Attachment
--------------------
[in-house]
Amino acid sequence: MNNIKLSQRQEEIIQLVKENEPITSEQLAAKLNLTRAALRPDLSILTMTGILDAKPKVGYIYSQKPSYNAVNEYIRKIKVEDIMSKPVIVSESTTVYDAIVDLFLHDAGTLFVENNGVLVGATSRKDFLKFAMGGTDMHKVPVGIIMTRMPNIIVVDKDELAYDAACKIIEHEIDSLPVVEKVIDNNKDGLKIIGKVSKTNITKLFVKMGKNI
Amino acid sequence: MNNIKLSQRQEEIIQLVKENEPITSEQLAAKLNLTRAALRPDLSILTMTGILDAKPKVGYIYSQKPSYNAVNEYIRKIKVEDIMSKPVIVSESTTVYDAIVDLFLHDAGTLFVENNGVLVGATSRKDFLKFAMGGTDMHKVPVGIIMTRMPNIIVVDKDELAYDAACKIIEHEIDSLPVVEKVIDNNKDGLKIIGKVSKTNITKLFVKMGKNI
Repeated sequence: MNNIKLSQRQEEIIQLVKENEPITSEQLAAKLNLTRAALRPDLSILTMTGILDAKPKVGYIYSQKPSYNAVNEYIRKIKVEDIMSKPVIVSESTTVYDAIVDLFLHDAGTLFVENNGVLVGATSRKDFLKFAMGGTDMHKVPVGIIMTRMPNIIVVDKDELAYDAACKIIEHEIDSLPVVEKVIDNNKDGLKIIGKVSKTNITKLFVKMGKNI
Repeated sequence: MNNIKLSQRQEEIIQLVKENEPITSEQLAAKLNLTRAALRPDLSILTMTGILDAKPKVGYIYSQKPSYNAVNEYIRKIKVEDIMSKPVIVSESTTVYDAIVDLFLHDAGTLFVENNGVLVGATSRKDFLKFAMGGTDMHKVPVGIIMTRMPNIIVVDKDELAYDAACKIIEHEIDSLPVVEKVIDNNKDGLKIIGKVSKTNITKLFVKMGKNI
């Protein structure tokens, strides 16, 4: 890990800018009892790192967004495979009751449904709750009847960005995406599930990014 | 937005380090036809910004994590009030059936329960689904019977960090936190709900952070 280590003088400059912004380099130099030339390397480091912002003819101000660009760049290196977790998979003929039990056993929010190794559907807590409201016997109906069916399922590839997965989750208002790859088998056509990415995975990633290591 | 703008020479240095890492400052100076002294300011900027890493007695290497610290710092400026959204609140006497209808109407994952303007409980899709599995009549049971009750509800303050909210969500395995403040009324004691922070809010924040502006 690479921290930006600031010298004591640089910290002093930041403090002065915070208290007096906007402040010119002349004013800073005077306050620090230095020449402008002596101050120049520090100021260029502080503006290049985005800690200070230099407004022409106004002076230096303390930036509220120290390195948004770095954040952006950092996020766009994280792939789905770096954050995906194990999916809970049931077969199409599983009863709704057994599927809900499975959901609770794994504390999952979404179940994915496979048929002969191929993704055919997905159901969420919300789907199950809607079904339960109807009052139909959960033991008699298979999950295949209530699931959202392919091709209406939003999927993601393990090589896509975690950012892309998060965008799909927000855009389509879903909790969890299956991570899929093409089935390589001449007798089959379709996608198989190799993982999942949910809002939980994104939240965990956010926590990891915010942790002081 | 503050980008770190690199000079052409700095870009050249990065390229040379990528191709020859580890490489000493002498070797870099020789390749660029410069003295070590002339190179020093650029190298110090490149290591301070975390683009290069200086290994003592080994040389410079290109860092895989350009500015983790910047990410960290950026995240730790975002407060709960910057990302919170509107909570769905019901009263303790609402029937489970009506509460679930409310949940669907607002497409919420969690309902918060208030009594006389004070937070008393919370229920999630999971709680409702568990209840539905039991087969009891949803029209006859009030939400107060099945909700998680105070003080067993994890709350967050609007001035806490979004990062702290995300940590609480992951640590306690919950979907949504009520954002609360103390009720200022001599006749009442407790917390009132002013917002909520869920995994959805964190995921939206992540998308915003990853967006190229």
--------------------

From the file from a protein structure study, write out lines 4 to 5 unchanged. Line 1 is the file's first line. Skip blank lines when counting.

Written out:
Repeated sequence: MNNIKLSQRQEEIIQLVKENEPITSEQLAAKLNLTRAALRPDLSILTMTGILDAKPKVGYIYSQKPSYNAVNEYIRKIKVEDIMSKPVIVSESTTVYDAIVDLFLHDAGTLFVENNGVLVGATSRKDFLKFAMGGTDMHKVPVGIIMTRMPNIIVVDKDELAYDAACKIIEHEIDSLPVVEKVIDNNKDGLKIIGKVSKTNITKLFVKMGKNI
Repeated sequence: MNNIKLSQRQEEIIQLVKENEPITSEQLAAKLNLTRAALRPDLSILTMTGILDAKPKVGYIYSQKPSYNAVNEYIRKIKVEDIMSKPVIVSESTTVYDAIVDLFLHDAGTLFVENNGVLVGATSRKDFLKFAMGGTDMHKVPVGIIMTRMPNIIVVDKDELAYDAACKIIEHEIDSLPVVEKVIDNNKDGLKIIGKVSKTNITKLFVKMGKNI